DOI: 10.1161/circ.148.suppl_1.13632 ISSN: 0009-7322

Abstract 13632: Predictors of Death and/or Readmission in Extremely Elderly Patients Hospitalized for Decompensated Heart Failure

Larissa M Targino, Douglas L Medeiros, Eduardo S Darzé, Queila B Oliveira, Karina C Cordeiro, Luiz Eduardo F Ritt
  • Physiology (medical)
  • Cardiology and Cardiovascular Medicine

Introduction: Heart Failure (HF) is the final stage of cardiac illness, and it has become highly prevalent with the aging population. The extremely elderly population is underrepresented in HF clinical studies. This study aims to identify predictors of readmission and mortality in extremely elderly patients hospitalized for decompensated heart failure.

Research Question: What are the predictors of readmission and mortality in extremely elderly patients hospitalized for decompensated heart failure?

Methods: Retrospective cohort study in the model of a single-center registry including data from 2019 to 2022. The study was conducted at a private tertiary institution located in Salvador-BA, Brazil and included patients ≥ 80 years old admitted with a diagnosis of HF. Data was collected from electronic medical records and through follow-up performed 30 days after discharge, analyzed using descriptive statistics and compared by parametric or non-parametric tests, as appropriate. Multivariate analysis with logistic regression was performed to evaluate independent predictors of readmission and death from HF.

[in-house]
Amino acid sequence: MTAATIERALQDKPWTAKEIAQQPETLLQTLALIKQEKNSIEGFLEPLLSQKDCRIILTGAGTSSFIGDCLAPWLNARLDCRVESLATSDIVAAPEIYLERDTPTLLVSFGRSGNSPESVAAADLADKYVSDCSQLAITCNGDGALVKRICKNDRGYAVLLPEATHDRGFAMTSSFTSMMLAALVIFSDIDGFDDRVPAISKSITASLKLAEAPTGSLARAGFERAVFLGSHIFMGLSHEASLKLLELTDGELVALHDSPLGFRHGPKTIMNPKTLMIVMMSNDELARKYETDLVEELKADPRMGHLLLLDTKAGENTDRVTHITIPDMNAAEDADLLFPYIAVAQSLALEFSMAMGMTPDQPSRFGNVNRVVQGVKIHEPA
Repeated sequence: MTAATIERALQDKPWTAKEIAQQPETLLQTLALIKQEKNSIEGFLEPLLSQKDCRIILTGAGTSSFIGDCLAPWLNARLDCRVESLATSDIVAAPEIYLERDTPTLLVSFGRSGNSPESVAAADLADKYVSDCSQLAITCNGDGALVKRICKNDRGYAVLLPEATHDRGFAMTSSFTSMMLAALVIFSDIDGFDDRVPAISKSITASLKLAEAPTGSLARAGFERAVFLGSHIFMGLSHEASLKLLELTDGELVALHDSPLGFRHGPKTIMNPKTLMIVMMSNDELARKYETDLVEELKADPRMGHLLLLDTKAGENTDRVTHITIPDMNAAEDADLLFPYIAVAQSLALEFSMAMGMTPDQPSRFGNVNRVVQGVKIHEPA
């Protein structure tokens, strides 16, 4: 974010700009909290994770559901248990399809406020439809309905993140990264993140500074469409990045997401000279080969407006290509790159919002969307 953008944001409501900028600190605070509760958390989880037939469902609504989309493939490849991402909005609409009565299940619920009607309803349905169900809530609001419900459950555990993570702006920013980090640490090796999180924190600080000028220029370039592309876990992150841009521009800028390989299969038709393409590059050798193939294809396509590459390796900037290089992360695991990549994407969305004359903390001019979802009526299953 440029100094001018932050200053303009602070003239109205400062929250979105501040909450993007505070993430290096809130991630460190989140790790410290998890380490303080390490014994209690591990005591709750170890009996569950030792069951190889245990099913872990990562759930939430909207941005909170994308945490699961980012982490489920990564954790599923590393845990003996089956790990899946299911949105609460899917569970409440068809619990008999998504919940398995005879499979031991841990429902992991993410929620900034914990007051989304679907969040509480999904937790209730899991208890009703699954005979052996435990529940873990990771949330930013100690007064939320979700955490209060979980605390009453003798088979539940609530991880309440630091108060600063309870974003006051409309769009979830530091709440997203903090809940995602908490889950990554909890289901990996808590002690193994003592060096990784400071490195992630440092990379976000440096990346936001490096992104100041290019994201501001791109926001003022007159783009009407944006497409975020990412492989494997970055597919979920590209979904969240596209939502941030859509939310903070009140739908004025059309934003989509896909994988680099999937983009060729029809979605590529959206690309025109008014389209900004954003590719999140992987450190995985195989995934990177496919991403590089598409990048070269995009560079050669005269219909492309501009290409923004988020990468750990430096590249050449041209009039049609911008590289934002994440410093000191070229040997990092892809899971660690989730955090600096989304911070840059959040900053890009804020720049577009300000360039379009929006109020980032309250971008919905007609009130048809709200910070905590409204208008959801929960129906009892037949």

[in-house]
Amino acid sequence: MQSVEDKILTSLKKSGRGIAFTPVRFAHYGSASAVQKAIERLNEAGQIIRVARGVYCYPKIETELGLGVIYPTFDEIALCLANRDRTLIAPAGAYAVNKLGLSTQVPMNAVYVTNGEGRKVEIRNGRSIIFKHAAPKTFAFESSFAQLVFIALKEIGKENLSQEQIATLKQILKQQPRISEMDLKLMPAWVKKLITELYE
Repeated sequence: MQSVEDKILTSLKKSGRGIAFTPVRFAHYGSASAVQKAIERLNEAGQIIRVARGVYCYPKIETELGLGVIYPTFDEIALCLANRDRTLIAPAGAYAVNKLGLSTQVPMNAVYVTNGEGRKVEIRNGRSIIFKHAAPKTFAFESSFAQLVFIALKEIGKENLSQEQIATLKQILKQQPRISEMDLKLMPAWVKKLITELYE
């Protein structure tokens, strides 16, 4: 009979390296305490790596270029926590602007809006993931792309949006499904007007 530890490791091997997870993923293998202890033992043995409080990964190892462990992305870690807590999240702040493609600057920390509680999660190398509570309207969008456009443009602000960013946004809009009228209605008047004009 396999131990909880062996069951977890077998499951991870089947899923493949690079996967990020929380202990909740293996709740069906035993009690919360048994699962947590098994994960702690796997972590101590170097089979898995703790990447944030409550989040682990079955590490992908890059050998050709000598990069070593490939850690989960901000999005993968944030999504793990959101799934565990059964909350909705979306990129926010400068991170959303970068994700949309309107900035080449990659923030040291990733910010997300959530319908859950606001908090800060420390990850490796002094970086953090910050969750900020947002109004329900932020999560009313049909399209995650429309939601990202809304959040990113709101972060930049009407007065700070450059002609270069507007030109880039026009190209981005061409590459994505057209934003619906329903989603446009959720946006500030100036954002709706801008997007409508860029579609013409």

Results: A total of 221 extremely elderly patients hospitalized for decompensated HF were included. There was a higher prevalence of females (57.4%), mean age of 87.6 ± 4.9 years, and mean Left Ventricular Ejection Fraction (LVEF) of 49.5 ± 17.1%. After 30 days, it was found that 14.9% of this sample had a death outcome and 16.7% were readmitted, totaling 28.1% of combined outcome (death and/or rehospitalization). The outcome group had older age (88.7 ± 4.6 years vs. 87.2 ± 4.9; p = 0.039), lower diastolic blood pressure (DBP) (74.8 ± 18.4 mmHg vs. 81.5 ± 15.6 mmHg; p = 0.007), higher rate of past ischemic stroke (30.6% vs. 13.2%; p = 0.002), and higher palliative care rate (27.4% vs. 3.2%; p = 0.001). In logistic regression, history of ischemic stroke [OR: 3.43 (CI: 1.30 - 9.05); p = 0.013], DBP [OR: 0.96 (CI: 0.93 - 0.99); p = 0.010], and palliative care [OR: 66.71 (CI: 8.18 - 543.66); p < 0.001] were independent risk factors for the combined outcome at 30 days.

Conclusion: In extremely elderly patients admitted for heart failure, death or hospitalization at 30 days demonstrated an independent association with a history of ischemic stroke, DBP and palliative care.

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